Code Crash Course

Introduction to Object-oriented programming

Introduction to Object-oriented programming

How is code organized? A popular paradigm is Object Oriented Programming. This approach involves creating small, specialized groups of code that pertain to a certain domain. An easy way to think of it is that the code is parallel to real life objects. Here is an example:

Animal Example

Let’s say we want to represent different kinds of animals in code.

Animals may share many of the same characteristics (such as having a name, eating, and sleeping). Different categories have different special characteristics that are not shared between all animals (for example, dogs and cats have legs, while snakes do not).

In object-oriented programming, we represent animals by using classes. You can think of a class as a generic representation of something, kind of like a form that each individual animal can fill in with their specific details.

Let’s Psuedocode how classes representing animals could look:

Animal Class:
  • name — Type: “attribute” — (ex: “Zebra”, “Horse”, “Cow”)
  • age — Type: “attribute” — (ex: 1, 4, 7)
  • eat_food — Type: “function” — (ex: when you call the eat_food function, the animal eats food)
  • sleep — Type: “function” — (ex: when you call the sleep function, the animal sleeps)
Snake Class <— Inherits from: Animal Class:
  • date_of_last_skin_shedding — Type: “attribute” — (ex: “10/13/17”)
  • slither — Type: “function” — (ex: when you call the slither function, the snake moves by slithering across the ground)
Cow Class <— Inherits from: Animal Class:
  • average_milk_production — Type: “attribute” — (ex: 1.4 gallons)
  • make_moo_sound — Type: “function” — (ex: “MOOOOOOO!!!“)

We just created classes for two animals, and a general class that is inherited into these two classes. Inheritance means that you give all of the parent functionality to the child. Then, the child can modify or add to that functionality.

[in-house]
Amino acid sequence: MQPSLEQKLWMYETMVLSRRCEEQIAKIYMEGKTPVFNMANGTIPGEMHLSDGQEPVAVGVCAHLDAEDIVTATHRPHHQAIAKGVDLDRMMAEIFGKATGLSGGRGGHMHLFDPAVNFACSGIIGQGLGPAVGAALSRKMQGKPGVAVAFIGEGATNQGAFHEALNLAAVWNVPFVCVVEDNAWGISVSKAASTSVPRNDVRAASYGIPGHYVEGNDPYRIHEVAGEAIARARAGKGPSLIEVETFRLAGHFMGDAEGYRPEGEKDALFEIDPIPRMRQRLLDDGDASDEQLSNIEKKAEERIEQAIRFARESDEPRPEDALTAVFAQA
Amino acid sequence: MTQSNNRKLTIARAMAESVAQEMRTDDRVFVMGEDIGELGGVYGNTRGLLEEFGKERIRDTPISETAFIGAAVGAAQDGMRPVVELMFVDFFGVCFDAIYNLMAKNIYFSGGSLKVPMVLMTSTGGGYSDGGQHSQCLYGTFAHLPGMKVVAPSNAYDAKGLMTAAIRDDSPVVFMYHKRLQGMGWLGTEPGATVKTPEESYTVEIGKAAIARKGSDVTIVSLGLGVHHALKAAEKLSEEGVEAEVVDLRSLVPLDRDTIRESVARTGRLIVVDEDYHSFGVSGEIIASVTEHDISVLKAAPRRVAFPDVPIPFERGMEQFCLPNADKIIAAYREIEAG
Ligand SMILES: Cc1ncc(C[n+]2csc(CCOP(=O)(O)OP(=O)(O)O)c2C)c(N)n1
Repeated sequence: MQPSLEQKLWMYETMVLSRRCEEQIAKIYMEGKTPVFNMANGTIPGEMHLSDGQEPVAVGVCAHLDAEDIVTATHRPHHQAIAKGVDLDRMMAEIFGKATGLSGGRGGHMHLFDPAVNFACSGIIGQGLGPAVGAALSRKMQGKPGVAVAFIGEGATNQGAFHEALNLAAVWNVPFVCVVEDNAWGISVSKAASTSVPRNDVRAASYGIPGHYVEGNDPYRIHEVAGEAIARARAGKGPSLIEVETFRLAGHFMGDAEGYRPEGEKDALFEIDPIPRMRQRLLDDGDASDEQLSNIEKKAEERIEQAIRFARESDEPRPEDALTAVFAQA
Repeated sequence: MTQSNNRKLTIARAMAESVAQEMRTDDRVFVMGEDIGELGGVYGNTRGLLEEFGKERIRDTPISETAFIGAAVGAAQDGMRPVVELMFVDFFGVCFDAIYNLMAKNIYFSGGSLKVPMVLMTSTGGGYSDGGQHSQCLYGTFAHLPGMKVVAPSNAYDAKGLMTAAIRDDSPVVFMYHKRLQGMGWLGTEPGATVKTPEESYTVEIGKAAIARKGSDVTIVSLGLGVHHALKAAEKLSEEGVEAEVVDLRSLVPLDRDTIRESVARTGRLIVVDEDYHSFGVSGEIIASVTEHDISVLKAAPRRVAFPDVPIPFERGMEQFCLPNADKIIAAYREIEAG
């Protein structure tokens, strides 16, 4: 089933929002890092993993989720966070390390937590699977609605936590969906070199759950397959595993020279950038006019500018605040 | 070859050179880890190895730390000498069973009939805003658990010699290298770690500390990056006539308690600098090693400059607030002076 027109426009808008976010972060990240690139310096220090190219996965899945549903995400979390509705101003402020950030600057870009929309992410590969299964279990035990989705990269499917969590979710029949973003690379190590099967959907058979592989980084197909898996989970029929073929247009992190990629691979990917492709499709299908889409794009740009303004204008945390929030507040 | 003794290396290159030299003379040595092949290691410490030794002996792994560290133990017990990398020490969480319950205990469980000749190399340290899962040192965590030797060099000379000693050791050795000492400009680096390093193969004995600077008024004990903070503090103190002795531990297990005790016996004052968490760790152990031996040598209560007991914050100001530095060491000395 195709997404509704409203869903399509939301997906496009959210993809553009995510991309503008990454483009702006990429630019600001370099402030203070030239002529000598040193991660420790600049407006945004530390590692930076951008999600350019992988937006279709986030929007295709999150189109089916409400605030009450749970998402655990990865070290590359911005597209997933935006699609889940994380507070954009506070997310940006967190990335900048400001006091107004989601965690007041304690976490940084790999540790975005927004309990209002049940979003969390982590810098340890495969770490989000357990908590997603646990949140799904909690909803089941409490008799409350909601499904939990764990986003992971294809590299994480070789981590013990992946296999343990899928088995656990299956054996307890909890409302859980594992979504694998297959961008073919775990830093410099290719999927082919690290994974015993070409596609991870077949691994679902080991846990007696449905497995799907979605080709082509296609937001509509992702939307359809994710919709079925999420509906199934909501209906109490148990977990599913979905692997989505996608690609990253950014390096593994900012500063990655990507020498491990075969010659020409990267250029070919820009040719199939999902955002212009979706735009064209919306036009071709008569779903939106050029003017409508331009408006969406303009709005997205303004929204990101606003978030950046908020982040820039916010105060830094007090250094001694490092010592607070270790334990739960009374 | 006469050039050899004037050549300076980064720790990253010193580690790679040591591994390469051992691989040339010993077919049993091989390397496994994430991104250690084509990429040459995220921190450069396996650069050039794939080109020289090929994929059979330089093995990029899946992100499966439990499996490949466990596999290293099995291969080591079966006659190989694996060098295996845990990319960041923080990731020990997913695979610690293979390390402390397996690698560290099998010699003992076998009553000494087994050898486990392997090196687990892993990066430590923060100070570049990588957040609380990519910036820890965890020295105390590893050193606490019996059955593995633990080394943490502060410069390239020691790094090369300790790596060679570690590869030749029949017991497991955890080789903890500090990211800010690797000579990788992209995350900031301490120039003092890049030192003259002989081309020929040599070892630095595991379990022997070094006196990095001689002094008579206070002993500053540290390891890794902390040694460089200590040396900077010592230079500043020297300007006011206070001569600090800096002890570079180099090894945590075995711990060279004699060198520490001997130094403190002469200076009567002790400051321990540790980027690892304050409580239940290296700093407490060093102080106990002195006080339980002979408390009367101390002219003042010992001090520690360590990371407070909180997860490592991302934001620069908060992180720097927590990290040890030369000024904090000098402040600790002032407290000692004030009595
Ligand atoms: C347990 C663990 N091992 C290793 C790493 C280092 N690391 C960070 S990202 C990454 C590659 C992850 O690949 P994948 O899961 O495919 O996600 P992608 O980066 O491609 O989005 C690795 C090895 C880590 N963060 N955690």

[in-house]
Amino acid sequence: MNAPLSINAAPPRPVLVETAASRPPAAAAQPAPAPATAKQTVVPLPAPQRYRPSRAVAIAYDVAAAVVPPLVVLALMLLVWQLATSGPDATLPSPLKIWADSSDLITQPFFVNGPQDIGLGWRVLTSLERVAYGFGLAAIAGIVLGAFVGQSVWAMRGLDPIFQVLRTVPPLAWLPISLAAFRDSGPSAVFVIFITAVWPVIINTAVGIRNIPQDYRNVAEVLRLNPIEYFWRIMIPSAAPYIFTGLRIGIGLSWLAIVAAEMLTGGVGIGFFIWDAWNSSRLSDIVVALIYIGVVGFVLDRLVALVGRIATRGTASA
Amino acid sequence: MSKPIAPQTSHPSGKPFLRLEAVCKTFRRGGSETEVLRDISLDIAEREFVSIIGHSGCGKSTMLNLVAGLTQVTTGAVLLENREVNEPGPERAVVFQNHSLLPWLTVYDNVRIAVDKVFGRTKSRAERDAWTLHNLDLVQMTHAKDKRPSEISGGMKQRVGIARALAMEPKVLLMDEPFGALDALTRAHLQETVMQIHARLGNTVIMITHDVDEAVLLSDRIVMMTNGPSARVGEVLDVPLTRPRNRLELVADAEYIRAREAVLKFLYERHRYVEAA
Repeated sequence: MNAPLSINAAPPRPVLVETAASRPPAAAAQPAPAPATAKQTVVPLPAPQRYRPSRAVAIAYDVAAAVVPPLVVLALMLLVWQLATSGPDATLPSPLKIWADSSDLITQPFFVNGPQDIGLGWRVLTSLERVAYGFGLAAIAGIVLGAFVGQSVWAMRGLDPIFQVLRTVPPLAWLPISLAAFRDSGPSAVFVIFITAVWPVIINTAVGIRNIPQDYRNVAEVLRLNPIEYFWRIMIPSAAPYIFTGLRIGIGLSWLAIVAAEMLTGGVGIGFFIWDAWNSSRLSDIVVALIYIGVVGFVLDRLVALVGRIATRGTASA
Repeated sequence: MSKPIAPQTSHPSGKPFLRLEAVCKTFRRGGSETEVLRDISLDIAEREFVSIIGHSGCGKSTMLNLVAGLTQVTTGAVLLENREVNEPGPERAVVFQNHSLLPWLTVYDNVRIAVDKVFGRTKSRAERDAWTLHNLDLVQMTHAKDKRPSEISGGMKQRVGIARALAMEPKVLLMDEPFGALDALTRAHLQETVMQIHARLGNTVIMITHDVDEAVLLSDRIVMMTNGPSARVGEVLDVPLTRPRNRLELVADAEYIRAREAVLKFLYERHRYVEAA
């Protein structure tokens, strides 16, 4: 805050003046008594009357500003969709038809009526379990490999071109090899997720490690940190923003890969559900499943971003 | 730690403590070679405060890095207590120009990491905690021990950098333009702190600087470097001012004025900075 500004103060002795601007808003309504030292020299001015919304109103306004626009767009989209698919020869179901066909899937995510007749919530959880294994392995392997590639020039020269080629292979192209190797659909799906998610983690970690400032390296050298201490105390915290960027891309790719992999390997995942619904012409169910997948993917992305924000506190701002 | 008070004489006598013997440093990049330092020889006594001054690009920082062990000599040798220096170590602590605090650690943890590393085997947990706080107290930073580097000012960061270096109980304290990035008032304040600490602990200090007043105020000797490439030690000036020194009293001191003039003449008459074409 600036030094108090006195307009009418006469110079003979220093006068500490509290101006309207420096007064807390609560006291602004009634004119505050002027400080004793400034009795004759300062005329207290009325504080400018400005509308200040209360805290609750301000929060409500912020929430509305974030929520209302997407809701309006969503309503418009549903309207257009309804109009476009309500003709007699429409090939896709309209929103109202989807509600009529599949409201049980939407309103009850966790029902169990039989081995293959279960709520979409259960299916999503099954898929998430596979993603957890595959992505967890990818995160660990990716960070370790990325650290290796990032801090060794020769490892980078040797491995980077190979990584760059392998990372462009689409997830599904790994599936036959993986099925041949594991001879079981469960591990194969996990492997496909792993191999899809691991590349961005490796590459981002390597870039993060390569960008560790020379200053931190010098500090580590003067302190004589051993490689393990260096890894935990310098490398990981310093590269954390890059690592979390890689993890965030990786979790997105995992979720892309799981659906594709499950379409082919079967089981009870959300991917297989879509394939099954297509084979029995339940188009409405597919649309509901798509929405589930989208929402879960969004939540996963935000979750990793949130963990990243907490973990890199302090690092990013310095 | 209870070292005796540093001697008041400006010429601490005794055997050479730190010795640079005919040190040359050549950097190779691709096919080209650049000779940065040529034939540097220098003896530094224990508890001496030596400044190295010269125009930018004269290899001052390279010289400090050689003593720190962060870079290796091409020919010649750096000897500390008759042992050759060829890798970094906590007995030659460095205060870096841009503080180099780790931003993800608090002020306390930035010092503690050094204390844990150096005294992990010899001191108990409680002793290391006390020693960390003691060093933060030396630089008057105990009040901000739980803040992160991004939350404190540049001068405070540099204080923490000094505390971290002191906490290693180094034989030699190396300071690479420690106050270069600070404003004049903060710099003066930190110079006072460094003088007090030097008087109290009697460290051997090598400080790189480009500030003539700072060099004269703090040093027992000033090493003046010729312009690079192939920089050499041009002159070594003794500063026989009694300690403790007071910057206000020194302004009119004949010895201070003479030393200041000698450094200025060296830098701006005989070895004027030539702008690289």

So, in this case a Cow will also have name & age attributes, as well as eat_food & sleep functions. However, neither the Animal nor Snake classes have average_milk_production as an attribute. This makes sense, because it is an attribute that is specific to cows.

Why / How do you use classes?

Classes are great building blocks for your application. If you are tracking animals in the zoo, you want a standardized way to refer to the animals so that you know what to expect when you are writing and reading data. Also, as seen, you can group functions that are specific to one domain. This helps a lot with code cleanliness, readability, and usability.

An Instance represents one occurrence of a Class. For example, in a heard of cows, each cow is one instance of the Cow class. The instance stores values that are specific to that cow. This makes sense, because you want to name one cow “Bessie” and another “Andrew”.

In python classes look like this:

class Animal(object):
    def __init__(self, name, age): = name
        self.age = age
    def eat_food(self):
        print('eating food')
    def sleep(self):

class Cow(Animal):
    def __init__(self, name, age, average_milk_production): = name
        self.age = age
        self.average_milk_production = average_milk_production

    def make_moo_sound(self):
        print ('MooOOooOO!')

You can use them like this:

cow = Cow('Bess', 16, 3.4)
# => 16
# => 'eating food'
# => 'MooOOooOO!'

:whitecheckmark: Practice: Design classes to represent the following scenarios (Can do in psuedocode, python, or both!)

  • You own a farm. You have an orchard, livestock, equipment, and workers to keep track of.
  • You are creating a video game with different characters. Each may have some similar and some different abilities / attributes.